It has been wonderful to work with two other local companies to make such an original product with a good story. The engraved beard combs look amazing, and we’re really proud of what we’ve created together.

working with furniture makers

Working with furniture makers

Posted Posted in Designers, Furniture, How to, Wood

Hugh Parsons Design is a furniture maker based in Newbattle. Hugh has created a striking maple, cherry and fumed oak mirror with a celtic pattern using traditional marquetry techniques.

He asked LaserFlair if we could engrave a recessed triangle pattern on the mirror frames and also laser cut fumed oak veneer into triangles of three sizes. The engraving creates enough depth for the fumed oak triangles to sit into so that they sit slightly proud of the frame. Once fitted, Hugh sands the frames so that the triangles are flush with the surface of the frame.

Hugh and I spent a good half day doing tests to make sure that everything would fit together properly!

Testing

First, we test engraved some triangles on frame offcuts. After a few tests, we selected engraving power settings to achieve the right depth for the oak veneer to fit so that it was neither too shallow nor too deep in relation to the mirror surface.

Engraving

Then we set up the mirror on a jig so that the laser was aligned as closely as possible to the frame while the triangular pattern was engraved. The large triangles in the top right and bottom left corners of the mirror point right into those corners. Human eyes can detect an error or 1mm or more which would detract from the effect. We use a jig to get as close as possible to perfection as doing it by eye just isn’t accurate enough.

Cutting the veneer

Finally, we needed to make sure that the fumed oak triangles would fit the engraved areas properly. I cut some samples and Hugh tested them for fit, knowing what he required for best results. We had to tweak the sizes a bit to get them right. The veneer was quite hard to cut as it comes in quite tight rolls. We had to weigh the strips down to keep them flat during production to make sure they ended up with the right sizes.

Hugh finishes off the mirrors by cutting grooves at 45 degrees to the frames. He coloured them to match the triangles, and the effect is striking and beautiful. We’re so proud to help craftsmen to create such beautiful pieces. Hugh exibited his Celtic Mirrors at the SFMA exhibition at the Royal Botanic Garden Edinburgh in 2016. He also sells them on his website.

how to create a giant jigsaw puzzle

How to create a giant jigsaw puzzle

Posted Posted in Artwork, Designers, Exhibitions, How to, Wood

FifeX designs, creates and installs bespoke interactive products, exhibitions and educational resources. They’re based nearby in Tayport. Ken Boyd approached us to help them produce two A2 sized jigsaw puzzles for their customer, REME Museum of Technology. REME wanted to replace two puzzles that were worn out as they had been so well used by visitors.

The museum had two images that they wanted to make into jigsaws. We thought long and hard about the best materials to use and how to cut the pieces accurately, and came up with a plan.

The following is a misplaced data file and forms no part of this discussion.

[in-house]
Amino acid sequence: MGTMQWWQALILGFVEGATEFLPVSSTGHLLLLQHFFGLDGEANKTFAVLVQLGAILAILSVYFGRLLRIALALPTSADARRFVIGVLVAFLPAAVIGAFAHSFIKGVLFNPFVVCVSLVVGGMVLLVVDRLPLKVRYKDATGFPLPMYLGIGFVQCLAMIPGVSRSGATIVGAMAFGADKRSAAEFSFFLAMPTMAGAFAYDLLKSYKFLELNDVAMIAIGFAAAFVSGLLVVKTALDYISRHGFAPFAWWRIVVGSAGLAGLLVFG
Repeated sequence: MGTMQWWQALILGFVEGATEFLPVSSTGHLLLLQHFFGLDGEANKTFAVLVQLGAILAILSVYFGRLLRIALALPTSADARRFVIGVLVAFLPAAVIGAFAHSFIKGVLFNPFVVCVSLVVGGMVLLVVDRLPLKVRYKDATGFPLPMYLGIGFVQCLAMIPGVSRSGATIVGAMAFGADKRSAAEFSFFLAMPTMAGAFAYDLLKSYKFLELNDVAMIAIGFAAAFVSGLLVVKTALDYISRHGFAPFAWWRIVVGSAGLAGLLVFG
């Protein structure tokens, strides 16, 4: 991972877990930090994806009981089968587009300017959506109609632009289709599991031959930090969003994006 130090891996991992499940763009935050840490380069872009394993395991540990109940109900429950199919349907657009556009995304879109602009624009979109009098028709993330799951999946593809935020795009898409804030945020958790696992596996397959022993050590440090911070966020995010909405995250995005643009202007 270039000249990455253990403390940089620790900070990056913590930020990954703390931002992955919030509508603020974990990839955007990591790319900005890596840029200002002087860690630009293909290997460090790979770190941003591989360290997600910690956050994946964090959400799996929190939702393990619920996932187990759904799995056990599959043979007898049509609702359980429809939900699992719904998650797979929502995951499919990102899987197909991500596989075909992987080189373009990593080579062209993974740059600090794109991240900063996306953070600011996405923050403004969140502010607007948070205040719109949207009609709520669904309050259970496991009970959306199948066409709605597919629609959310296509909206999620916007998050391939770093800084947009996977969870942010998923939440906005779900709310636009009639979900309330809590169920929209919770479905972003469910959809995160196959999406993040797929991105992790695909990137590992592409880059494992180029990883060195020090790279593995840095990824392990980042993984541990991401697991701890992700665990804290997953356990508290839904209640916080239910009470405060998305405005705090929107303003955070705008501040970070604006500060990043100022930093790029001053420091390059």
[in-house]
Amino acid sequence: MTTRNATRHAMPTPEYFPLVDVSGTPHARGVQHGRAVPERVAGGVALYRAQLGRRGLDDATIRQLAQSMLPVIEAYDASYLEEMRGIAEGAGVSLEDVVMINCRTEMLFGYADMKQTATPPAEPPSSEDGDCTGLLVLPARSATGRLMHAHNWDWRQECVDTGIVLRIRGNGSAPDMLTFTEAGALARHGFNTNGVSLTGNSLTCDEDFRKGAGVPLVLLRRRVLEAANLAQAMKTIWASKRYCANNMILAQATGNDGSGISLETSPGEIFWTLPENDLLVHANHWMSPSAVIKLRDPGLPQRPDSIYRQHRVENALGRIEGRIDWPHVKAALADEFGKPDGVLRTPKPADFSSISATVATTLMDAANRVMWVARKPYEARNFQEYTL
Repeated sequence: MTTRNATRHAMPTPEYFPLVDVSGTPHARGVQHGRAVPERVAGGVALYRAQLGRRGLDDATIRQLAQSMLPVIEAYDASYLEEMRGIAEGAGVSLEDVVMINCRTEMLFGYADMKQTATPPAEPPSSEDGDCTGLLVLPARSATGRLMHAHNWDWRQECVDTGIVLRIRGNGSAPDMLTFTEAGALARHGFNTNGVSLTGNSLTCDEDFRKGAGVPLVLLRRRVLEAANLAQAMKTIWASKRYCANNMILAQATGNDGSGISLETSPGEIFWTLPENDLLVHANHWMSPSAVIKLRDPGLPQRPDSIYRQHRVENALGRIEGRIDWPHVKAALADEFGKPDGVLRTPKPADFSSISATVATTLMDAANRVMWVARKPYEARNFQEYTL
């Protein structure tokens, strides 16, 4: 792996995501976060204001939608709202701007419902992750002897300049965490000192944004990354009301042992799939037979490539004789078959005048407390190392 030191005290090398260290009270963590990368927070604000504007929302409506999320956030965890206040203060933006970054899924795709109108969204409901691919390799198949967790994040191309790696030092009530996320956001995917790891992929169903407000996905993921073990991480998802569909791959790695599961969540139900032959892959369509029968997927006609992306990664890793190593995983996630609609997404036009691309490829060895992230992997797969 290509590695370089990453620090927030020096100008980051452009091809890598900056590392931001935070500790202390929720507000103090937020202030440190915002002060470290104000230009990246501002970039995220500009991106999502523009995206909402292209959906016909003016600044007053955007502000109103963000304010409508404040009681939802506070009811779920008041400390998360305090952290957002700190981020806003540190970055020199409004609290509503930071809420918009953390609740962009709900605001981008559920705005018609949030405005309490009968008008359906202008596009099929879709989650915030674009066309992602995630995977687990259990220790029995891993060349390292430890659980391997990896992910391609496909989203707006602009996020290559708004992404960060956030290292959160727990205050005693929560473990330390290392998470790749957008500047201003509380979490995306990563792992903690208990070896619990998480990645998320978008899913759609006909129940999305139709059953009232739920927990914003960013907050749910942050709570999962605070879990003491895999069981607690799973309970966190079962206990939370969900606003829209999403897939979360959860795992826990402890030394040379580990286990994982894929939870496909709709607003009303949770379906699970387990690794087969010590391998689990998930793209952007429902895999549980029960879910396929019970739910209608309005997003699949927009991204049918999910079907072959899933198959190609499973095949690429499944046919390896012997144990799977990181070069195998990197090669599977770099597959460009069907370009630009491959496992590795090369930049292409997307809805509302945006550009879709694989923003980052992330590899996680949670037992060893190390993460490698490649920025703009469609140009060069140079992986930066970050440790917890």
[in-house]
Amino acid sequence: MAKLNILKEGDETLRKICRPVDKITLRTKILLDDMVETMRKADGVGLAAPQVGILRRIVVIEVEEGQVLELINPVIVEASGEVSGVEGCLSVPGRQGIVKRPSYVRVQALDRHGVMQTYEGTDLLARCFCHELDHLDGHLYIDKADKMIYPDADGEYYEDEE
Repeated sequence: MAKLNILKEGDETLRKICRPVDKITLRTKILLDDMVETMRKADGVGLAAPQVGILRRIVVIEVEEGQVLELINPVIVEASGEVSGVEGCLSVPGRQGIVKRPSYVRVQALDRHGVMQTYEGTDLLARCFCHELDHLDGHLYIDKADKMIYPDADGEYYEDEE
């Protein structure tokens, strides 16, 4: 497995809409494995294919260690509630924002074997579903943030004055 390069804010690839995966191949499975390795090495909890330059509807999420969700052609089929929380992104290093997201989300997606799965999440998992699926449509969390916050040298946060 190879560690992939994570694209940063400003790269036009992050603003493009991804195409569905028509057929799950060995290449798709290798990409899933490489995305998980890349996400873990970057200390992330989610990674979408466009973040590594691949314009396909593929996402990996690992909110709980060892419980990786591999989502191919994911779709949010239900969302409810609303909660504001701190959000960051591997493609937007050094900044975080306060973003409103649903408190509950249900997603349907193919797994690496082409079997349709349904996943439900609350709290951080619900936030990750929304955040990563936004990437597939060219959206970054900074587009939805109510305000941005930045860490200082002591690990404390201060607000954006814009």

Choosing a material

Firstly, we had to select a material to make the jigsaws from. We settled on 6mm birch plywood because it laser cuts well and wood is a lovely, chunky material to handle. Being pale in colour, the pictures would show up clearly. Also, the wood grain would be visible through the print, a lovely feature. And plywood is robust, chunky and lightweight, very important considerations when the product is designed with younger visitors in mind.

Creating the jigsaw

Once the customer had chosen the material, LaserFlair cut two A2 sized shapes from 6mm plywood and sent them to the printer. They applied the pictures and returned the panels to LaserFlair for cutting into jigsaw pieces.

FifeX found a piece of software for designing jigsaw piece layouts and shapes. It created vector lines that the laser can follow to cut the lines between the pieces. We could select how many pieces we wanted in the x and y axes, and choose regularly or irregularly shaped pieces. We decided on 20 pieces to make each piece the size that the customer wanted, and selected an irregular cutting pattern for more interest. Then we laser cut the puzzle.

The whole process was a great success. This picture shows one of the jigsaws sitting on the laser bed after cutting.

Engraving granny's handwriting

Engraving granny’s handwriting

Posted Posted in Artwork, How to, Wood

A customer asked if I could laser engrave six wooden chopping boards with her granny’s Highlander recipe as gifts for her family for Christmas. To make the gifts extra special, she had scanned her granny’s recipe from her old recipe book. She  wondered if we could engrave the boards to look as if her granny had written the recipe on the boards herself.

My customer prepared the artwork herself and got it right first time.

Scanning handwriting for laser engraving

We need artwork for engraving in black and white with no greyscale. This is very important because the laser either engraves or doesn’t engrave. It engraves black and doesn’t engrave white. If the artwork is greyscale, the software interprets greys as being either dark enough to be black or pale enough to be white and engraves accordingly. The laser creates shades of grey in the way that old fashioned newsprint did, by engraving concentrations of black pixels. As the laser engraves each black pixel, black and white artwork works best.

It is also important that if artwork if presented in jpg, png or bitmap format (as my customer did), the graphics must be of print quality, in other words, 300dpi or greater. Unwanted pixellation will be engraved, so customers should provide good, clean unpixellated images for best results. Engraving is only as good as the artwork is.

Engraving the boards

The text was very fine, as you’d expect from handwriting. We performed some test engraves and got good results using a deep engrave to give the text good definition. My customer loved the engraved boards. Having a fresh reminder of her granny in her kitchen was special as she prepared to start her own family.